The two main questions in controversy between the Churches of England and Rome, stated and discussed with reference to dr. Doyle's assertion of the practicability of a re-union; and in reply to the most important parts of dr. Milner's 'End of religious controversy', and J.K.L's Seventh letter on the state of Ireland
Richar Milliken, Grafton-Street, bookseller to the University, and Charles and John Rivington, St. Paul's Church-Yard, and Waterloo Place, Pall-Mall, London., 1825 - Theology - 383 pages
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acknowledged adduced admitted alleged amongst ancient Apos Apostles appeal argument assertion authority believe Bishop of Rome canon Catholic Church Church of Christ Church of England Church of Rome claims communion controversy Council of Trent creed Cyprian declared deny disputed dition divine right doctrine Doyle Eccles Ecclesia ecclesiastical End of Controv Epistles equally error evidence fact Fathers founded Gospel hath heretics Holy infallibility inference inspired interpretation Irenĉus Jerom Jesus Christ letter means ment Milner mode opinion Papal Supremacy passages pastors Paul Peter Pope Pope's Prelate preserved pretensions primacy principles proof Protestants proved question respecting Romanists Romish Romish Church Romish Traditions Rule of Faith Sacrament says Scheffmacher Scrip Scripture sense shew shewn Spirit successor of St sufficient supposed supposition supreme teaching tenets Tertullian testimony thing thority tion Transubstantiation trine truth unity universal Church universal jurisdiction unwritten whole word of mouth writings written word
Page 9 - Holy Scripture containeth all things necessary to salvation ; so that whatsoever is not read therein, nor may be proved thereby, is not to be required of any man, that it should be believed as an article of the faith, or be thought requisite or necessary to salvation.
Page 192 - Now therefore ye are no more strangers and foreigners, but fellow-citizens with the saints, and of the household of God ; and are built upon the foundation of the apostles and prophets, Jesus Christ himself being the chief corner-stone ; in whom all the building, fitly framed together, groweth unto an holy temple in the Lord : in whom ye also are builded together, for an habitation of God through the Spirit.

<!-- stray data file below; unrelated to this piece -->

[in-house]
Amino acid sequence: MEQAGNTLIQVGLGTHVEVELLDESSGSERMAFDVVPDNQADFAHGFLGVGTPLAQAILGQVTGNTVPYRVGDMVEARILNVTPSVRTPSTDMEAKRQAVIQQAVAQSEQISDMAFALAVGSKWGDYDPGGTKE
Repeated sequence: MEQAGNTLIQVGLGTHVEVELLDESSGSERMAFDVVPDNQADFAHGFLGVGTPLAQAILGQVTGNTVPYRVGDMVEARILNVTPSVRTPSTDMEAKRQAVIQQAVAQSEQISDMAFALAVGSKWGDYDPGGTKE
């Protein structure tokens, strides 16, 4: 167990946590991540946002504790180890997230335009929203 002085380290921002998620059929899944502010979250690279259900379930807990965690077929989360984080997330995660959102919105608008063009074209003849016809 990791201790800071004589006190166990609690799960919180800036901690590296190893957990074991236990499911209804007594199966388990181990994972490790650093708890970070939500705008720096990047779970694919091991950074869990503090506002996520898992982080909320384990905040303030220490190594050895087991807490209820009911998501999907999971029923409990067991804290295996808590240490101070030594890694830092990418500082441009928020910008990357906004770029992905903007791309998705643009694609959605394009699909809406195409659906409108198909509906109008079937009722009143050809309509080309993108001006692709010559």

Page 109 - I take you to record, this day, that I am pure from the blood of all men : for I have not shunned to declare unto you the whole counsel of God.
Page 249 - ... and had a wall great and high, and had twelve gates, and at the gates twelve angels, and names written thereon, which are the names of the twelve tribes of the children of Israel...
Page 90 - The body and blood of Christ which are verily and indeed taken and received by the faithful in the Lord's Supper.
Page 66 - But here a very natural, and very material, question arises; how are these customs or maxims to be known, and by whom is their validity to be determined? The answer is, by the judges in the several courts of justice. They are the depositaries of the laws; the living oracles, who must decide in all cases of doubt, and who are bound by an oath to decide according to the law of the land.
Page 247 - That thou art Peter, and upon this rock I will build my Church, and the gates of hell shall not prevail against it. And I will give to thee the keys of the kingdom of heaven. And whatsoever thou shalt bind upon earth, it shall be bound also in heaven : and whatsoever thou shalt loose on earth, it shall be loosed also in heaven.
Page 123 - I verily believe and hope) impartial search of the true way to eternal happiness, do profess plainly, that I cannot find any rest for the sole of my foot but upon this rock only. I see plainly, and with mine own eyes, that there are popes against popes, councils against councils, some fathers against others, the same fathers against themselves ; a consent of fathers of one age against the consent of fathers of another age; the church of one age against the church of another age.
Page 45 - Christ ministered by us, written not with ink, but with the Spirit of the living God ; not on tables of stone, but in fleshly tables of the heart.